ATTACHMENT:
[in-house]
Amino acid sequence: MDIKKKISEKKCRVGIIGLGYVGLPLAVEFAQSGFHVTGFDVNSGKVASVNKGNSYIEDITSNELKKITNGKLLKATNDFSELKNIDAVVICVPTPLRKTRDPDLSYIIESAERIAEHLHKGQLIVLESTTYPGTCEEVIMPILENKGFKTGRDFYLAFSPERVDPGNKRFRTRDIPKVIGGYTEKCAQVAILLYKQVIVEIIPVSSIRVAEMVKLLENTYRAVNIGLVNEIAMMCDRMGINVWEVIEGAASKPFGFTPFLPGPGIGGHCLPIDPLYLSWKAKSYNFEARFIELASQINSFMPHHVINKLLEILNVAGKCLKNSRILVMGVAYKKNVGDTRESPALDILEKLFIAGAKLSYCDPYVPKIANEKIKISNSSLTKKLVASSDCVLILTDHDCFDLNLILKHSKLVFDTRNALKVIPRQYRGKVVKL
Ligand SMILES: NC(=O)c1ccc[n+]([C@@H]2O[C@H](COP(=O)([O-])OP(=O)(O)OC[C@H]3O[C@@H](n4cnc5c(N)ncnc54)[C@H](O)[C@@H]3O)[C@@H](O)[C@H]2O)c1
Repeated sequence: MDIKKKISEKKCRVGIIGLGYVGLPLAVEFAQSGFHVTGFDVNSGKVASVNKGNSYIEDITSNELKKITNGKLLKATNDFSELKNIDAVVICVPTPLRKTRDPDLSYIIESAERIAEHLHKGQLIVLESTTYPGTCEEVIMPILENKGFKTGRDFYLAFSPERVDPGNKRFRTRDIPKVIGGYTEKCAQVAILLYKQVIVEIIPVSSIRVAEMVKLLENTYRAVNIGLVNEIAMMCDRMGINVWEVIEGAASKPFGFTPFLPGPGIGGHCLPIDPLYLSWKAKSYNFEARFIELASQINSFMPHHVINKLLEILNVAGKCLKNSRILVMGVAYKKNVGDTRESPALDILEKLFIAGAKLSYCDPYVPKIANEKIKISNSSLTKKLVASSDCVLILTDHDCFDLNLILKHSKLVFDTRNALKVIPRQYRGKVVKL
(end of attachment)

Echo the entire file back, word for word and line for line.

[in-house]
Amino acid sequence: MDIKKKISEKKCRVGIIGLGYVGLPLAVEFAQSGFHVTGFDVNSGKVASVNKGNSYIEDITSNELKKITNGKLLKATNDFSELKNIDAVVICVPTPLRKTRDPDLSYIIESAERIAEHLHKGQLIVLESTTYPGTCEEVIMPILENKGFKTGRDFYLAFSPERVDPGNKRFRTRDIPKVIGGYTEKCAQVAILLYKQVIVEIIPVSSIRVAEMVKLLENTYRAVNIGLVNEIAMMCDRMGINVWEVIEGAASKPFGFTPFLPGPGIGGHCLPIDPLYLSWKAKSYNFEARFIELASQINSFMPHHVINKLLEILNVAGKCLKNSRILVMGVAYKKNVGDTRESPALDILEKLFIAGAKLSYCDPYVPKIANEKIKISNSSLTKKLVASSDCVLILTDHDCFDLNLILKHSKLVFDTRNALKVIPRQYRGKVVKL
Ligand SMILES: NC(=O)c1ccc[n+]([C@@H]2O[C@H](COP(=O)([O-])OP(=O)(O)OC[C@H]3O[C@@H](n4cnc5c(N)ncnc54)[C@H](O)[C@@H]3O)[C@@H](O)[C@H]2O)c1
Repeated sequence: MDIKKKISEKKCRVGIIGLGYVGLPLAVEFAQSGFHVTGFDVNSGKVASVNKGNSYIEDITSNELKKITNGKLLKATNDFSELKNIDAVVICVPTPLRKTRDPDLSYIIESAERIAEHLHKGQLIVLESTTYPGTCEEVIMPILENKGFKTGRDFYLAFSPERVDPGNKRFRTRDIPKVIGGYTEKCAQVAILLYKQVIVEIIPVSSIRVAEMVKLLENTYRAVNIGLVNEIAMMCDRMGINVWEVIEGAASKPFGFTPFLPGPGIGGHCLPIDPLYLSWKAKSYNFEARFIELASQINSFMPHHVINKLLEILNVAGKCLKNSRILVMGVAYKKNVGDTRESPALDILEKLFIAGAKLSYCDPYVPKIANEKIKISNSSLTKKLVASSDCVLILTDHDCFDLNLILKHSKLVFDTRNALKVIPRQYRGKVVKL